Unlike almost every other kind of stock, a mining stock’s business is based on using up its assets. In simple words, a mining company makes a claim or files a permit, does all its investigation of any deposit (incl. feasibility study), digs up and sells it on the market. Needless to say, the more a company digs, the more it will profit. Efficiency of processes also plays an important role in mining that can substantially increase company’s profits. While these may be some of the intrinsic factors that helps an investor to monitor the health of the company, there are several extrinsic factors, such as demand of raw materials, economic conditions, etc that can prove both advantageous and disadvantageous to the company’s growth.

Mining stocks, over the last year or so, have shed away approximately 30% in their stock value. So it is not surprising that talks of bounce back this year, has predominately occupied the front stage on most news channel, newspapers, or other financial media. Many analysts suggest that no matter how hard the market slams a stock, there’s always the chance it will come bouncing right back. The extent of the bounce back may vary but certainly cannot be ruled out from the possible outcomes. Also, on grounds of technical analysis, the prices of stocks trading in this sector are extremely low and if a few fundament factors turn in favor, then a bounce back would be imminent.

However fundamentally analyzing these companies and the mining sector, presents quite a different story. With the Europe sovereign debt crisis looming over the markets, which perhaps has slowed down or nullified the growth story of U.S. and also across other regions in the world. Its effects would be directly felt on banking, foreign direct investment and manufacturing industries. Therefore, mining stocks will also be incontrovertibly affected in the process. It was recently learned that some of the biggest names in the industry are reassessing their capital expenditure plans amid escalating cost pressure and an uncertain growth. A recent development in Rio Tinto and BHP Billiton revealed that the companies are re-evaluating plans to spend tens of billions of dollars on vast development projects as growth rate around the world (incl. China) is slow and investors push for a greater emphasis on cost control and returning funds to shareholders. Analysts at Citigroup follow estimates for about forty such mining companies worldwide. In their latest study in April, they expect spending in the sector to rise only 13% this year, down from 34% forecasted a short while ago. Moreover, they now expect a fall in 2013. The study further states that half of the mining companies are considering lowering their budgets compared to less than a fifth three months ago. The cuts would also create a negative sentiment for suppliers to the industry, such as Caterpillar, Joy Global, etc, who would have gained as demand for trucks, equipment, excavators, belt systems and draglines was expected to pick up to feed China’s acquisitive appetite for raw materials. The slowdown in Europe does not help the cause. However, falling capital expenditure could help ease cost increases for labor, equipment and materials in the mining industry.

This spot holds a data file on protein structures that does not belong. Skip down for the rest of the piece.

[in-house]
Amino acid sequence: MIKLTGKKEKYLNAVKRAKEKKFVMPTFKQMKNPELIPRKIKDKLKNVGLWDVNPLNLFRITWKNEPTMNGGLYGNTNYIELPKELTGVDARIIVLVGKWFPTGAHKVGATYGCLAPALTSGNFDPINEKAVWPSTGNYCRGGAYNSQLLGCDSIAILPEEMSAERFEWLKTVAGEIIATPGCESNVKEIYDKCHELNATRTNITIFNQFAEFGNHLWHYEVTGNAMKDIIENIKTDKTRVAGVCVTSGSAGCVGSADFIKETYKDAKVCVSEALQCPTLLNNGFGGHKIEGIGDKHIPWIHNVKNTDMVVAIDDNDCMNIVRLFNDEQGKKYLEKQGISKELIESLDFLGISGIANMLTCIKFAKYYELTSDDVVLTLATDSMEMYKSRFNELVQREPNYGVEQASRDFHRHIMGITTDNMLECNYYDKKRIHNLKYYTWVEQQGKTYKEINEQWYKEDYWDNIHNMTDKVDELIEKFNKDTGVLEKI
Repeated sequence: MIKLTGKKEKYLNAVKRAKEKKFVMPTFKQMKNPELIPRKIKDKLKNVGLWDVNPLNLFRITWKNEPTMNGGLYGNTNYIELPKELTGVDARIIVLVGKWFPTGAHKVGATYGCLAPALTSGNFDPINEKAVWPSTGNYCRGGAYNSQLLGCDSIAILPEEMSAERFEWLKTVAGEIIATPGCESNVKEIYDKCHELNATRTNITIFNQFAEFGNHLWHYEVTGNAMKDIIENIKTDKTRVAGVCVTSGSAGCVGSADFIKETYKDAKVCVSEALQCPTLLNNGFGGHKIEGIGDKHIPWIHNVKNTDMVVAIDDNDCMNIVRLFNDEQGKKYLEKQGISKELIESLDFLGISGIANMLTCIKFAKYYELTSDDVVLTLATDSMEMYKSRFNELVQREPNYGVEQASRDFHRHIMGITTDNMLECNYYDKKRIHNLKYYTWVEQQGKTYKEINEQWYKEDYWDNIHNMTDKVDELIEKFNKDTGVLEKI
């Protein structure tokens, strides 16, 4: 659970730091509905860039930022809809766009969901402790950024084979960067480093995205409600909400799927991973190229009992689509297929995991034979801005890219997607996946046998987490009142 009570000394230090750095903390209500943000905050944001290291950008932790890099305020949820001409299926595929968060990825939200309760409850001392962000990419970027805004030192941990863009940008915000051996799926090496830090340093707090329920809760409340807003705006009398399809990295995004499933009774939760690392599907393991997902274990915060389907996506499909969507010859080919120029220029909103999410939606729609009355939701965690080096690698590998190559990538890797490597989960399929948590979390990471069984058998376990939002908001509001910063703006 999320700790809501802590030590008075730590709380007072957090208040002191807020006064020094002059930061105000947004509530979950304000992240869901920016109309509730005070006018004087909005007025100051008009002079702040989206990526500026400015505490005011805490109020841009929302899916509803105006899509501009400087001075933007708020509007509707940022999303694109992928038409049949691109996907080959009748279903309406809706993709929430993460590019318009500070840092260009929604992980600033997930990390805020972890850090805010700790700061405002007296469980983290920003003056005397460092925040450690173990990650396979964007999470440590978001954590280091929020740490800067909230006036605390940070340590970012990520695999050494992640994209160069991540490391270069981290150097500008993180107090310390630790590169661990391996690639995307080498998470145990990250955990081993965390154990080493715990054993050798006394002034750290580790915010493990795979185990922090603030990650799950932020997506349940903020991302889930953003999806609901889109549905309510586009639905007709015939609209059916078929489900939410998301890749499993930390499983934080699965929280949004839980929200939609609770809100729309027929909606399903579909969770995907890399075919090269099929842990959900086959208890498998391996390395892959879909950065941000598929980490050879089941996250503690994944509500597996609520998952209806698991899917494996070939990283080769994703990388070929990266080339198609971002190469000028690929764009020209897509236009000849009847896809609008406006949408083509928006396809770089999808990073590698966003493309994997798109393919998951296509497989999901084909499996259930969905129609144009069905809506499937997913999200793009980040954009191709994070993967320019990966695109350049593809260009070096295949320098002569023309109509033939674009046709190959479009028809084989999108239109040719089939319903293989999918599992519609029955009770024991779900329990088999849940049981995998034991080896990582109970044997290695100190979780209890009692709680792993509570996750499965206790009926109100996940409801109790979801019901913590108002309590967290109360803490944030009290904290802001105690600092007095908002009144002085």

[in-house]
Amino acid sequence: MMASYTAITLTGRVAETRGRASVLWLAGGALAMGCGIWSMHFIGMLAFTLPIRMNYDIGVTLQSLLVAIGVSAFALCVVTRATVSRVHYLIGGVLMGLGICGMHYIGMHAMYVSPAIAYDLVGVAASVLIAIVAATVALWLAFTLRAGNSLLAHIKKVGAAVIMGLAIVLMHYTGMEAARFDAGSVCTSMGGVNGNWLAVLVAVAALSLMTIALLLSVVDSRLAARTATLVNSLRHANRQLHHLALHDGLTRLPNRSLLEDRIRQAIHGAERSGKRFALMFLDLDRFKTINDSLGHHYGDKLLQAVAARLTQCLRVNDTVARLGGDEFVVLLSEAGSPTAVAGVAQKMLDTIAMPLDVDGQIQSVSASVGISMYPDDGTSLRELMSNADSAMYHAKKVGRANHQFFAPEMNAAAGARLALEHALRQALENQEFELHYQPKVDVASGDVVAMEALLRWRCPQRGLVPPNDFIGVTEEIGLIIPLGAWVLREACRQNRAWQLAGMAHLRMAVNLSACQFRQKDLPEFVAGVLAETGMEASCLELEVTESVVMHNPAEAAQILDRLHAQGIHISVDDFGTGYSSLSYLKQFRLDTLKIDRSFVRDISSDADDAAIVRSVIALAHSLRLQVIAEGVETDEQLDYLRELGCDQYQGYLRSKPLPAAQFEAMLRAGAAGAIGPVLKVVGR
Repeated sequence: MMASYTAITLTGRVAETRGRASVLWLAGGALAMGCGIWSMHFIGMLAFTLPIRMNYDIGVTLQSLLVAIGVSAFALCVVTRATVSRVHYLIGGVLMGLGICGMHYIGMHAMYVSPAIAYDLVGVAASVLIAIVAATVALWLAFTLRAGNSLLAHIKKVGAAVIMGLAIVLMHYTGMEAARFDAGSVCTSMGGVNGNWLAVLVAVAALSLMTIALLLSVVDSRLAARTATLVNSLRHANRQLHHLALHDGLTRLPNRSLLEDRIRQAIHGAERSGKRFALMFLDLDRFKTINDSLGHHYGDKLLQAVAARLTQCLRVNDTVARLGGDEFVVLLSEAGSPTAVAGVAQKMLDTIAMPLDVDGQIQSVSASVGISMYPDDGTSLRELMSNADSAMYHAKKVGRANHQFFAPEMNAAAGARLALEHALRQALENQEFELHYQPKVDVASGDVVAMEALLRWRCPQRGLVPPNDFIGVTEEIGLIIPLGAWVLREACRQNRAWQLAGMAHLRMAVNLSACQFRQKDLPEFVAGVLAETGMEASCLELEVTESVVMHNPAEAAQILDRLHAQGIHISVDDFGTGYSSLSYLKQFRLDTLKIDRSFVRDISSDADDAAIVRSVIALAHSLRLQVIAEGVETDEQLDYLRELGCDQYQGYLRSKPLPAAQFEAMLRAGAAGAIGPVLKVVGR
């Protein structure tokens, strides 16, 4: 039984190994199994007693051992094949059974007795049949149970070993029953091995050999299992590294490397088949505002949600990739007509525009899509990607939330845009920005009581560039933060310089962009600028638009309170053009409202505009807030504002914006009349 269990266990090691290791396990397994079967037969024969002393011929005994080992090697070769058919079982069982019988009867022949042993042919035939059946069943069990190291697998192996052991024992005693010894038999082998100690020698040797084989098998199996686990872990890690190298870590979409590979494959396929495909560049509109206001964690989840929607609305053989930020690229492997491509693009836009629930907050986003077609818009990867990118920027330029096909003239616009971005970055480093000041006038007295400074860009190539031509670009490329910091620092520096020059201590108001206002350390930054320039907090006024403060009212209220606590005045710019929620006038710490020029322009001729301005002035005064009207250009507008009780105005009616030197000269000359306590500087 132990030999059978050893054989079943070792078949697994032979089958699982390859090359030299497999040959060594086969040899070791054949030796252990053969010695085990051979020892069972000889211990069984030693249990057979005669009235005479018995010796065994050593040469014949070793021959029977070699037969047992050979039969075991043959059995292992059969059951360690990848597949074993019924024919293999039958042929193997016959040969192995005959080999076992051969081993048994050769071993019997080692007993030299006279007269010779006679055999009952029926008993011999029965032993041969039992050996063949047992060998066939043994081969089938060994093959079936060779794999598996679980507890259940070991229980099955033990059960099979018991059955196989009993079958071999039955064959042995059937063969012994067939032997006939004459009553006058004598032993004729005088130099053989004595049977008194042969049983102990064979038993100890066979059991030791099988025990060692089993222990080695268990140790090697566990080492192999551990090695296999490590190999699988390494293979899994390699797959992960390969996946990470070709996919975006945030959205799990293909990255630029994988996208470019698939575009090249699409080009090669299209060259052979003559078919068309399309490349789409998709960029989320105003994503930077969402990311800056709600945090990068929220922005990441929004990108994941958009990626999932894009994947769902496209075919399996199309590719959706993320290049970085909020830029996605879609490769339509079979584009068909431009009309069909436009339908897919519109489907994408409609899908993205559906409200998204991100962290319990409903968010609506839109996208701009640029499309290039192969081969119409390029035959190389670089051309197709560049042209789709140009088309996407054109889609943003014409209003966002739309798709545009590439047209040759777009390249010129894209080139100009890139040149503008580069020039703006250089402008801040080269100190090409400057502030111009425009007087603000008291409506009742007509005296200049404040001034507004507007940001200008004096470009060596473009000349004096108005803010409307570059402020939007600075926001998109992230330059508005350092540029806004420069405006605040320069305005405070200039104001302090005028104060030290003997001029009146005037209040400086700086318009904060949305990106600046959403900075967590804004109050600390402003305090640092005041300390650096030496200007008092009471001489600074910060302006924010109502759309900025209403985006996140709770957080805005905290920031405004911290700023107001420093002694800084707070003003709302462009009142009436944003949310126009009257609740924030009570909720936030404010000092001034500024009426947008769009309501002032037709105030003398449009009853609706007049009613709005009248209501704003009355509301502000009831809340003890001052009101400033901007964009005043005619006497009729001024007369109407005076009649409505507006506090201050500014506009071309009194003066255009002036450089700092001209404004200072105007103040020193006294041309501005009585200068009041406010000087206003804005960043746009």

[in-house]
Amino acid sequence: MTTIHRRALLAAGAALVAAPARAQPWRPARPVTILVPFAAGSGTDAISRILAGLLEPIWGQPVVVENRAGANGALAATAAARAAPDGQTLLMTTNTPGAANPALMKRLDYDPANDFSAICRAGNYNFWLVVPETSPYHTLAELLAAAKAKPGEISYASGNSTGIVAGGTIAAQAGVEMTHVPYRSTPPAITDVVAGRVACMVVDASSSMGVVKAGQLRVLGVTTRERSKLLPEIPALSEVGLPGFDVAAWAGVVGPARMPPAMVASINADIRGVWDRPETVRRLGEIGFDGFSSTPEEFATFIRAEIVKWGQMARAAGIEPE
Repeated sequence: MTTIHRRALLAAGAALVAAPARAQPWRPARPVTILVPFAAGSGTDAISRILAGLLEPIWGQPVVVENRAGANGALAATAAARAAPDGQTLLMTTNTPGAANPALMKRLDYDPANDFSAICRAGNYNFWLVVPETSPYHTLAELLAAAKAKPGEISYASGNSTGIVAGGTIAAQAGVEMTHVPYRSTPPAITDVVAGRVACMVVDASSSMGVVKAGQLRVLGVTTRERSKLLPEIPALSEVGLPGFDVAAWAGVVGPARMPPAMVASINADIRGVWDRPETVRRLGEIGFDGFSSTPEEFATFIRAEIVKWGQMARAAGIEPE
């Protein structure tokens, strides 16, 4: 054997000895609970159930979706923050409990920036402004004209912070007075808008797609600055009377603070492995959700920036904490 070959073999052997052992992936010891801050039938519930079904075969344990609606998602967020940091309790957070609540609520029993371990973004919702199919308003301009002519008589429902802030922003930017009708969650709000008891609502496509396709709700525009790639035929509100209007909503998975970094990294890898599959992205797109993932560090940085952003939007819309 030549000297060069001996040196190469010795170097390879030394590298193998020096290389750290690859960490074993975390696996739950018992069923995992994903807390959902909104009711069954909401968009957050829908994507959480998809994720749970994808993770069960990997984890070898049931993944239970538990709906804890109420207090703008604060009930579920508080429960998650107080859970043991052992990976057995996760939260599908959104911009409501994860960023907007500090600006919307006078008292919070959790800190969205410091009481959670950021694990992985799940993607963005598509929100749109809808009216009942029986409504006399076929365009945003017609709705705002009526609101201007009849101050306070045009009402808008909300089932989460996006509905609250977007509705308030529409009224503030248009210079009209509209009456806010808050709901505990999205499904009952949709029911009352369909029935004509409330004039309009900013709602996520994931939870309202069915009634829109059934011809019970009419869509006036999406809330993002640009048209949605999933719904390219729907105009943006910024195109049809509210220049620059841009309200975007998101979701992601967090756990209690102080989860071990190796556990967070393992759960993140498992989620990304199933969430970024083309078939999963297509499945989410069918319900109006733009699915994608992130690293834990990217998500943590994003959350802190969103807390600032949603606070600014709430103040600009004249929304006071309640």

Considering all these factors, technical and fundamental, a dead cat bounce may be due. As to whether these stocks will really jump up depends largely on the health of major economies that could provide strong demand for mining. Mining is an expensive process and complexities severely affect its margins. Obviously, bigger companies are better equipped to brace against losses but if the mining rate is not met with sufficient demand in the market, the companies are only set to incur losses.